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Richard Horgan

[Email contact: rhorgan@gmail.com; personal Twitter account: @hollywoodspin] I have worked as a journalist and editor for several decades, beginning in Canada at age 17 with a full-time job at the Ottawa bureau of Associated Press Canada (Canadian Press).

Joyce Maynard Tells an Old Tale to a New Audience

JoyceMaynardNYTMagCoverIt’s been recounted, richly, a number of times prior. A scrambled assignment to cover a Miss Teen America beauty pageant for Seventeen magazine; an unlikely April 1972 New York Times Magazine first-person cover story; the romance with J.D. Salinger that immediately followed.

But chances are most readers of Yahoo Beauty are too young to have heard it before. And so, Joyce Maynard‘s column “How I Got to Be a Magazine Cover Girl (Without Any Makeup)” will introduce a whole new set to the wistful details and her retrieved life lesson:

In the 42 years since, I have never stopped doing this thing I love. And I slowly learned a valuable lesson, though a painful one: to let no one – however revered and famous, however celebrated and important – tell you who you are, or what you can or cannot do or become. Let no one tell you that the story you have lived is a story you cannot tell.

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David Cronenberg Brings His Debut Novel to Brooklyn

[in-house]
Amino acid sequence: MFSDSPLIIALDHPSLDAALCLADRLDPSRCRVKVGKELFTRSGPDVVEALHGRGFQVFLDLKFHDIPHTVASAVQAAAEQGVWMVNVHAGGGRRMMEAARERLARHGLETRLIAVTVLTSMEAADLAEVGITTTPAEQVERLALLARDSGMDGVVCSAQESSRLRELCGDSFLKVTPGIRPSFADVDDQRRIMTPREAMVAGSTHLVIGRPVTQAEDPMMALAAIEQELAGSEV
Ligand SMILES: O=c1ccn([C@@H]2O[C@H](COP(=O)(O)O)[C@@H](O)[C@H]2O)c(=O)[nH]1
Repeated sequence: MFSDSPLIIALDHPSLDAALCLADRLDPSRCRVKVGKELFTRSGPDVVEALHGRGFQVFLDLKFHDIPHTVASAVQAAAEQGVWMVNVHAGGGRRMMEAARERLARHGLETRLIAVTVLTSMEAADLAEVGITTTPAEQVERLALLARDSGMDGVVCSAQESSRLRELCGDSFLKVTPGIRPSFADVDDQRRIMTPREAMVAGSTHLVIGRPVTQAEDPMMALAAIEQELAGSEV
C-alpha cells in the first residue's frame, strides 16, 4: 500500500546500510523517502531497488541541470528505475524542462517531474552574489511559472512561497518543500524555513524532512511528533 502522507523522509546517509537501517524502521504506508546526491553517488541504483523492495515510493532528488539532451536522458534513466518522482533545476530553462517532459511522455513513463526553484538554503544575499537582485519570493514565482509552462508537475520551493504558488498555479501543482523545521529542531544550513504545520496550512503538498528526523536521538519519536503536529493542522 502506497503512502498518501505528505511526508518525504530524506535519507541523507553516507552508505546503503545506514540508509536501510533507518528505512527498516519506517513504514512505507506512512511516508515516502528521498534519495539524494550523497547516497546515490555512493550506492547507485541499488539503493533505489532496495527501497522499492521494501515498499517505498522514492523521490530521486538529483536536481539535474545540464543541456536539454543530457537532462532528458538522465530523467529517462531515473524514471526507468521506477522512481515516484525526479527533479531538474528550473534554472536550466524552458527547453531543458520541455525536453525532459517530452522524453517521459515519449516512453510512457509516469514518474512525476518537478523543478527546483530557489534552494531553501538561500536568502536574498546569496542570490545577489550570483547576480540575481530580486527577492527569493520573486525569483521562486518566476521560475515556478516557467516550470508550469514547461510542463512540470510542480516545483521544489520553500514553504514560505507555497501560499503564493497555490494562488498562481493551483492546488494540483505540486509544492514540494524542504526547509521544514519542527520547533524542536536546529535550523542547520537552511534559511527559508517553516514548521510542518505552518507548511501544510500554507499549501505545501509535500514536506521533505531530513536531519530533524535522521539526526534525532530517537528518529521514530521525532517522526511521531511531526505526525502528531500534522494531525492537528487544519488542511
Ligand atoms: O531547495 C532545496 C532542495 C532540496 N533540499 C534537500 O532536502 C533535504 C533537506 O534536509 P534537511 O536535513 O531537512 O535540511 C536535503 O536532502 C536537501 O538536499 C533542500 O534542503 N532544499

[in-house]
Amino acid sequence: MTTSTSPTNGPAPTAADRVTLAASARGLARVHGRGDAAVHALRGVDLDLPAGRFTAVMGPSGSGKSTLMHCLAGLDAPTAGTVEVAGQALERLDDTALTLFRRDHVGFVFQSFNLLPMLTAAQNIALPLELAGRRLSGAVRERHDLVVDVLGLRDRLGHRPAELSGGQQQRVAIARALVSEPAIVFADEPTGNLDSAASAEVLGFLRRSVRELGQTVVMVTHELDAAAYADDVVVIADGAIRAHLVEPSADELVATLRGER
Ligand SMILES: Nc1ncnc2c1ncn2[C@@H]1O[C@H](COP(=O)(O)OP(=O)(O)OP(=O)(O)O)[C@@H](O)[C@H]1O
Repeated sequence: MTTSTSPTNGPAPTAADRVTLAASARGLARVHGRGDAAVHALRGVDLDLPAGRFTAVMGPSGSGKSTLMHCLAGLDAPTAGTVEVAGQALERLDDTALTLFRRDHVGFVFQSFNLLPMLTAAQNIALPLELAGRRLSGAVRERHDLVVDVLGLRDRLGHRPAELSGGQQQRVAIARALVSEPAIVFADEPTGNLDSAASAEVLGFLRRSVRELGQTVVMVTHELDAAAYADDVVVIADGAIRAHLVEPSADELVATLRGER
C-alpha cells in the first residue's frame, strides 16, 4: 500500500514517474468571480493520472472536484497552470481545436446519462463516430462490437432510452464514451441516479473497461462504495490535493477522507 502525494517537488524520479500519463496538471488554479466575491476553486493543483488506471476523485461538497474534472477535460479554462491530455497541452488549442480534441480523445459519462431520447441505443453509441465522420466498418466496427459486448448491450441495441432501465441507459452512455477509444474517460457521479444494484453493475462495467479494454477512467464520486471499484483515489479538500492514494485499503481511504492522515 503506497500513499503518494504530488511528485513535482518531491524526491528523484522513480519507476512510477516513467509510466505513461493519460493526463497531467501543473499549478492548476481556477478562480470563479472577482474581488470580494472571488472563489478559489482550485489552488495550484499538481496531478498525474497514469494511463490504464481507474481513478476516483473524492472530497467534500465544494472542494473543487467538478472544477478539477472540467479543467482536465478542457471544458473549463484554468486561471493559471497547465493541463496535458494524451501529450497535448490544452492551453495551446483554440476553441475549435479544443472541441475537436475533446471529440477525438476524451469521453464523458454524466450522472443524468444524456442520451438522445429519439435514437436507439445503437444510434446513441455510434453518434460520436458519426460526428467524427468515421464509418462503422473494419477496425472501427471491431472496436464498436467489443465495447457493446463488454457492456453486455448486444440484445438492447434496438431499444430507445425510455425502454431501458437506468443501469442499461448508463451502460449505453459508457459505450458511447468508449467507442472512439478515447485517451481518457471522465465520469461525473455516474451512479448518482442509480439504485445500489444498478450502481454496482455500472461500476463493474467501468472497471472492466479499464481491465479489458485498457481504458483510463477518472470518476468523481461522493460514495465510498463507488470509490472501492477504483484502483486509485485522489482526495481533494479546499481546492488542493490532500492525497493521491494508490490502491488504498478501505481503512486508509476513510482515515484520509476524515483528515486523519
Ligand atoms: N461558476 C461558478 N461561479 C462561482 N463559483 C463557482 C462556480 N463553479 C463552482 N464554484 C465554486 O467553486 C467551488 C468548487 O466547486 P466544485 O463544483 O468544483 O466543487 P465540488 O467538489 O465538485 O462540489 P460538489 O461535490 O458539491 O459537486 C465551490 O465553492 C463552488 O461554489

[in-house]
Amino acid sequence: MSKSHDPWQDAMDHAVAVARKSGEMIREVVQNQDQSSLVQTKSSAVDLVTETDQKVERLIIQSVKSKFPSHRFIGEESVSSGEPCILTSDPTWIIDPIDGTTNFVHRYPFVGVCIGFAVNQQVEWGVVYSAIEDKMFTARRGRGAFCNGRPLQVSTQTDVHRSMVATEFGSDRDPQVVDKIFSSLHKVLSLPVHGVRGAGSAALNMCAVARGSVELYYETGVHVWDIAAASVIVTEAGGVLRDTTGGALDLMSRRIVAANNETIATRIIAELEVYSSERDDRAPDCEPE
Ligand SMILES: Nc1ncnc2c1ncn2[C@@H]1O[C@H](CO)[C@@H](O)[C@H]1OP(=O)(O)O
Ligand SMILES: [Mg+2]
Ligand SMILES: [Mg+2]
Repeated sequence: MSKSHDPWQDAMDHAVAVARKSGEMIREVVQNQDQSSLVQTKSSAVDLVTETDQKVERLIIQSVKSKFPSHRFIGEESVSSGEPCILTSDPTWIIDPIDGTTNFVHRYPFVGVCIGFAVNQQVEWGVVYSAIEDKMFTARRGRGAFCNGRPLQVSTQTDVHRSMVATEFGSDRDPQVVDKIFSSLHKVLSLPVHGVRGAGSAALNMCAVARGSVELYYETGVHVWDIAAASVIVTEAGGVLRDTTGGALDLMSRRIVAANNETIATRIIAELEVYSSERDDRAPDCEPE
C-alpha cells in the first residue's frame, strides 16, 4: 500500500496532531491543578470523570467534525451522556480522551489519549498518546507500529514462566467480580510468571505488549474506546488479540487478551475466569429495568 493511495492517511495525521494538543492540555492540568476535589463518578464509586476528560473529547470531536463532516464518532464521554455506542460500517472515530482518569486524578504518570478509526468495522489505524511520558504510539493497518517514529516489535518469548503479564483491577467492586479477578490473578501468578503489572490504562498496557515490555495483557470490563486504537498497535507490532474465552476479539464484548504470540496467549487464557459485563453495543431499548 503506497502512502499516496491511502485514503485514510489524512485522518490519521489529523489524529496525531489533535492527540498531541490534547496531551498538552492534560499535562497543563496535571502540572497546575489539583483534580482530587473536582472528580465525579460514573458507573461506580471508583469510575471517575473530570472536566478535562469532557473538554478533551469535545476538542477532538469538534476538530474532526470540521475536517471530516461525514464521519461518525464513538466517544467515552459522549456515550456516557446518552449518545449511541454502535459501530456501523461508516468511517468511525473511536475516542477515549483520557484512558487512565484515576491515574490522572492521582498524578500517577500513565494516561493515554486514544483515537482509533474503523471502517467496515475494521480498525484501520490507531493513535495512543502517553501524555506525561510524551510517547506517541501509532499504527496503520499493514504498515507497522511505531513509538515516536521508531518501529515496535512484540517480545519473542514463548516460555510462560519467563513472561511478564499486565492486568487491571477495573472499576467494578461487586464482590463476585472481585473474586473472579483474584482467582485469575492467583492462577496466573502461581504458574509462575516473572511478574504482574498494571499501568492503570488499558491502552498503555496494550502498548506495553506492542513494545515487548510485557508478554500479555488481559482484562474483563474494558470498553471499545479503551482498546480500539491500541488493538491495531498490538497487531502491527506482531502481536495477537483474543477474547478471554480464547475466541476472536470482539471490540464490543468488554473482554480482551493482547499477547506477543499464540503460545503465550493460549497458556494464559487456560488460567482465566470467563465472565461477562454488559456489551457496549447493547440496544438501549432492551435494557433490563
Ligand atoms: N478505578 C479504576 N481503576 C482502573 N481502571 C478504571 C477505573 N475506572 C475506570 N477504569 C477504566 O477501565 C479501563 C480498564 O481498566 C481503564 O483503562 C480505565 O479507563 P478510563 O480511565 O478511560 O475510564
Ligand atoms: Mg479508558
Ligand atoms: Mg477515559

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The advance reviews for David Cronenberg‘s debut novel Consumed are impressive. And befitting the pedigree of the author, they come from such folks as Stephen King, J.J. Abrams and Viggo Mortensen.

Cronenberg will be in town tomorrow night for a free book signing and reading at St. Francis College in Brooklyn. The event, which is being co-presented by Book Court, starts at 7 p.m at Founders Hall. The filmmaker’s latest protagonists are, per usual, of the moment:

The story of two journalists whose entanglement in a French philosopher’s death becomes a surreal journey into global conspiracy.

Stylish and camera-obsessed, Naomi and Nathan thrive on the yellow journalism of the social-media age. They are lovers and competitors — nomadic freelancers in pursuit of sensation and depravity, encountering each other only in airport hotels and browser windows…

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Quentin Tarantino, Movie Theater Owner